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England in the 17th Century

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Title: England in the 17th Century


1
England in the 17th Century Part II
  • This presentation will probably involve audience
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    PowerPoint to keep track of these action items
    during your presentation
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  • Select Meeting Minder
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  • Type in action items as they come up
  • Click OK to dismiss this box
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    points entered.
  • Establishing a Constitutional Monarchy From the
    Stuarts to the Hanoverians Robert Walpole

2
From Absolutism to Constitutionalism
  • And how does England do it???
  • ongoing opposition between kings and Parliament
  • bloody civil war
  • execution of a king
  • military dictatorship
  • son of executed king returned to throne
  • bloodless revolution,
  • finally constitutional monarchy!
  • The Triumph of Parliament!!!!

3
The Restoration of the Stuarts
  • Charles II 1660-1685
  • Fought for his father during the Civil War
  • Lived in exile in Holland and France
  • Attempted failed revolution in 1651
  • Invited to return in 1660 crowned on his
    birthday, 30 May 1660

4
Division of Power
  • King could
  • Parliament could
  • impeach minister
  • could make laws
  • control of state finances
  • choose his own ministers
  • decide foreign policy
  • call Parliament
  • veto Parliaments laws
  • dismiss Parliament

5
Religious Issues Charles II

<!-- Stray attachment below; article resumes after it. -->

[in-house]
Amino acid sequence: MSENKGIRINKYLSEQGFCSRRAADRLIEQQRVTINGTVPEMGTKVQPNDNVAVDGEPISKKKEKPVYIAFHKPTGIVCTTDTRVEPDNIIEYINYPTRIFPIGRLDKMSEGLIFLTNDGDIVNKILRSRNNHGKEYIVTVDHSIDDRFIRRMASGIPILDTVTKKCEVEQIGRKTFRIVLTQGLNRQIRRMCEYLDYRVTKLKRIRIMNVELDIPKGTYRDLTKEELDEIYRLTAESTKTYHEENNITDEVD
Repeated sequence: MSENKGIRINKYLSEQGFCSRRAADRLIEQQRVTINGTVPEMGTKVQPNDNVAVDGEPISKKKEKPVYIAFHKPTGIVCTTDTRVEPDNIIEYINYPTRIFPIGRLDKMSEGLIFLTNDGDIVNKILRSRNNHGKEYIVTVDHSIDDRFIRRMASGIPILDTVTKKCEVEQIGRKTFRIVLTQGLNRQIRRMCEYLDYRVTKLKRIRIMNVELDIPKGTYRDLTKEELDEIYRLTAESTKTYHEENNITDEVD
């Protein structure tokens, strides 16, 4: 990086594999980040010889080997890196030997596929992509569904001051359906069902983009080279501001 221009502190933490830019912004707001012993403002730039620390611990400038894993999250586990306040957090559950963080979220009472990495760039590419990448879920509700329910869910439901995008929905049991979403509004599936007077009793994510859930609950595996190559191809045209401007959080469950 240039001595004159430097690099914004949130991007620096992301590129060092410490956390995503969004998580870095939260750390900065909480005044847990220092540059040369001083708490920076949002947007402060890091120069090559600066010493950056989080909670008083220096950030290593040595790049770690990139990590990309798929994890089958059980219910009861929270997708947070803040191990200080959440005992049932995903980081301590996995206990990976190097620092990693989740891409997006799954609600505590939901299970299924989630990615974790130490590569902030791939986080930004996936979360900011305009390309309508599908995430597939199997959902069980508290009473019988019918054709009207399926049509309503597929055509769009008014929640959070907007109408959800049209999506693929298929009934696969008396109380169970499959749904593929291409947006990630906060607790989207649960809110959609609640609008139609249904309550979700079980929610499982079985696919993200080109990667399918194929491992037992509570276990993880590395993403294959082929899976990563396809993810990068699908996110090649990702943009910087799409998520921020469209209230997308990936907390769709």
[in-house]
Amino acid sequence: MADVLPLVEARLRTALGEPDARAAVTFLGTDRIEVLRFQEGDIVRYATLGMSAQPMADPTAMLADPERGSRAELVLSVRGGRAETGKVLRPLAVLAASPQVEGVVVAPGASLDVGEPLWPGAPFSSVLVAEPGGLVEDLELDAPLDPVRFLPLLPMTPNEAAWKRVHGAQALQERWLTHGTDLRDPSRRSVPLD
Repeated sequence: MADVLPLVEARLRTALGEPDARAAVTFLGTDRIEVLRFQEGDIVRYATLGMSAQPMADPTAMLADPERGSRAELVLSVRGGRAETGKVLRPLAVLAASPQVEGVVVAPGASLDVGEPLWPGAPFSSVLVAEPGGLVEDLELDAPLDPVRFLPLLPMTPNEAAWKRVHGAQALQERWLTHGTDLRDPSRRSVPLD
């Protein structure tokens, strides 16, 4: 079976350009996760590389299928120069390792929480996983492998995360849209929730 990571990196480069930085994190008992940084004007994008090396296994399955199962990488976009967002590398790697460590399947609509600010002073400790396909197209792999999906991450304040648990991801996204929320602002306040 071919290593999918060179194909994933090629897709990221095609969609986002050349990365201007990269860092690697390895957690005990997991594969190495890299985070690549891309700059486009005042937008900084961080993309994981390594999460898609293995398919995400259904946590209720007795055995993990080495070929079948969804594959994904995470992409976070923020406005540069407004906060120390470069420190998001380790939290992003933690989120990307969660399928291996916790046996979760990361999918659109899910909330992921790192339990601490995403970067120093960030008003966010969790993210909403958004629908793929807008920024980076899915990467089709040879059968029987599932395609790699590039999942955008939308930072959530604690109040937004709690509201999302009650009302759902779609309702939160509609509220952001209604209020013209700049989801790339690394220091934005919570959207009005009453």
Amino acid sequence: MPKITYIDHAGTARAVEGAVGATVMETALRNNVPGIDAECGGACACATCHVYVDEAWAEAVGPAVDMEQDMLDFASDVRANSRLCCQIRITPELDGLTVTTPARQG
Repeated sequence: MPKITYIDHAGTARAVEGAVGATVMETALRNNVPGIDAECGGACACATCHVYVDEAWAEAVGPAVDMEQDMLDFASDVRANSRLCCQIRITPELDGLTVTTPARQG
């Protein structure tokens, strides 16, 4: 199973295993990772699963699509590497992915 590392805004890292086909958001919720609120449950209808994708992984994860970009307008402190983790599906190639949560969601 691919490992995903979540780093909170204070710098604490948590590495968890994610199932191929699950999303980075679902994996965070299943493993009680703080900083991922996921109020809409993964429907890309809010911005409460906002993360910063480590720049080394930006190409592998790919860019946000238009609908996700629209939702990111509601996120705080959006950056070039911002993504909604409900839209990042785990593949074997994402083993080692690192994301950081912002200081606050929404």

• CII Moderate Religious Toleration
  • BUT Puritans were punished
  • Parliament Anglican Church Book of Common
    Prayer ONLY
  • Clarendon Code, 1661 all clergyman MUST swear
    an oath to Anglicanism
  • Non-Anglicans NO PUBLIC worship
  • Anglicans worried Charles II has Catholic
    tendencies

6
Religious Issues Political Change
  • Treaty of Dover - Secret agreement with France
    (Louis XIV), 1670
  • Charles would receive 200,000 pounds annually
    from France in return for helping Catholics,
    fighting the Dutch, and pledging to convert to
    Catholicism
  • Declaration of Indulgence, 1672
  • Extends more religious toleration to the Puritans
    and Catholics (remember many members of CIIs
    family are Catholic)
  • Parliament responds w/ Test Act 1672
  • Required all officials to take communion in the
    Anglican Church and swear an oath against
    Catholicism
  • Parliament splits into two parties
  • Whigs (suspicious of king, the French
    Catholics) primarily noblemen, but also merchant
    class, middle class
  • Tories (supporters of king) lesser aristocracy
    gentry, often poorer classes as well

7
1685 the beginning of the end of the Stuarts
  • Charles II had no legitimate children
  • James II, Charles younger brother was in line
    for the throne
  • Parliament and Anglicans were fearful
  • James II was openly Catholic BUT his heirs at the
    time were two Protestant daughters Mary and Anne
  • Would he bring back Catholicism?

8
James II, 1685 1688
  • Tried to repeal the Test Act
  • Appointed Roman Catholics and dissenteres to
    positions in the army, universities, government

9
Glorious Revolution, 1688